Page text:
Exclusive: Practice manager stress leaves 67% on brink of quitting

More than two thirds of practice managers have recently contemplated quitting their jobs as the complexity and intensity of their work increases alongside hours and stress, according to an exclusive survey for GP's sister site Medeconomics.

Workload: practice managers face rising pressure
Workload: practice managers face rising pressure

The survey of 216 UK practice managers found that over the last two years 95.7% reported increased workload complexity, with rising intensity (94.8%), stress (90%) and hours (79%).

Recent workload had prompted 67.3% to contemplate quitting their job, the poll found. A total of 64% had thought about moving out of work in general practice, 42% about leaving the NHS and 35.3% had contemplated either retiring or reducing their hours.

One respondent said: ‘When I’m not working I spend time worrying about all the things I’m not doing. I have to prioritise work that is compulsory (CQC) or paid. I just try to fit in all the other stuff when I can.’

Another said: ‘I’m a practice manager of a small single-handed surgery. I should only be working part-time but the workload is increasing and I feel that my health is suffering as a result.’

Another added: ‘I’m totally stressed and I have no work/life balance. I love my job but practice funding has been reduced. We can’t employ staff to make the job easier.’

In February GP reported that a pilot scheme to support practice managers in Wessex struggling with increased workload and stress was being extended.

Carole Cusack, Wessex LMCs' director of primary care, said: ‘The LMC has been shocked by the number of calls it has received from worried and stressed practice managers together with the high numbers taking sick leave or resigning.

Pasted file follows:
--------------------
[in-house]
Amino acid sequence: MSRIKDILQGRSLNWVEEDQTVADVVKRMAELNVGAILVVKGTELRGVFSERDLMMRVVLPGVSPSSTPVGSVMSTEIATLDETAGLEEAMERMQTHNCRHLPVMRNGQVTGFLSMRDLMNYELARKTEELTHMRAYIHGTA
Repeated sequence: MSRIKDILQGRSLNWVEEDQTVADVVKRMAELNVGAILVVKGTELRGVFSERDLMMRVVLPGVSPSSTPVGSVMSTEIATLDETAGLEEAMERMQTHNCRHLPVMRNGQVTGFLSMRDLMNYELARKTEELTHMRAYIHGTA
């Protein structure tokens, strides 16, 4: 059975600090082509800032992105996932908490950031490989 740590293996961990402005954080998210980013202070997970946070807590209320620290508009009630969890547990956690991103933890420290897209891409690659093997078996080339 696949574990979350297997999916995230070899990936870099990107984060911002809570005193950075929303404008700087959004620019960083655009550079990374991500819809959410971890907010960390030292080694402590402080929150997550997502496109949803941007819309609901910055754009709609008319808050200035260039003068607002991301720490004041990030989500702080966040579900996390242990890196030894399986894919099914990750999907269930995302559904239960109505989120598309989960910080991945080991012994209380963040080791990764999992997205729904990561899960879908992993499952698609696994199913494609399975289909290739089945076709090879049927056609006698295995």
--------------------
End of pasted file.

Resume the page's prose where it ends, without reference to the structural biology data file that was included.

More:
‘The lack of support and sense of isolation can even mean that practice managers feel unable to attend practice manager groups and other meetings where assistance for some of these problems can be found, which leads to further isolation.’

She said many practice managers report the lack of support from their partners who are also struggling with the increase in workload due to the complex medical needs of their increasing elderly populations and the sometimes unreasonable demands and aspirations of patients fuelled by the media.

Wessex LMCs has developed a variety of projects to assist with workload, stress and burnout including holding briefing sessions on federating, merging and collaboration which are open to both practice managers and GPs where specialist advice can be obtained from medical solicitors and accountants.

Ms Cusack added: ‘Our practice manager supporters scheme is going from strength to strength and we now ensure that all new practice managers are assigned a supporter from day one as well as advertising the supporters to all existing practice managers who may just need clarification on a particular issue or a discussion with someone who knows what they are going through. We will continue to do everything we can to support these highly skilled managers.’

BMA deputy chairman Dr Kailash Chand said: ‘Practice managers are working harder than ever before to meet the needs of the practice. We are seeing a morale dip to a level that I cannot remember in my 35 years as a GP.

‘This could lead to a serious workforce crisis. The cause is that practice managers along with GPs are facing an unprecedented combination of rising patient demand, unnecessary targets and duplication of paper work for various quangos like the CQC. The government is also asking practices to provide more services, including many involving the transfer of hospital care into the community, without the resources required to successfully deliver them.

‘We need politicians to realise that in order to meet the challenges facing general practice, we need to value the hard work managers are undertaking by supporting them properly. Most importantly, the government needs to work with all healthcare professionals and patients to find practical solutions to a crisis that is threatening to overwhelm general practice. The recruitment and retention crisis in general practice is getting worse by the day.’

Tom Brownlie, chief executive officer of AMSPAR (Association of Medical Secretaries, Practice Managers, Administrators and Receptionists) said: ‘Sadly this reflects what we are hearing throughout the country. Much of the focus has been on the GPs but the practice cannot function without the administration staff. There is little prospect of improvement in the near future as resources are likely to be reduced at a time when greater access is being expected. We are receiving ever greater numbers of enquiries for our qualifications as staff seek to develop their skills to work as efficiently and effectively as possible.’

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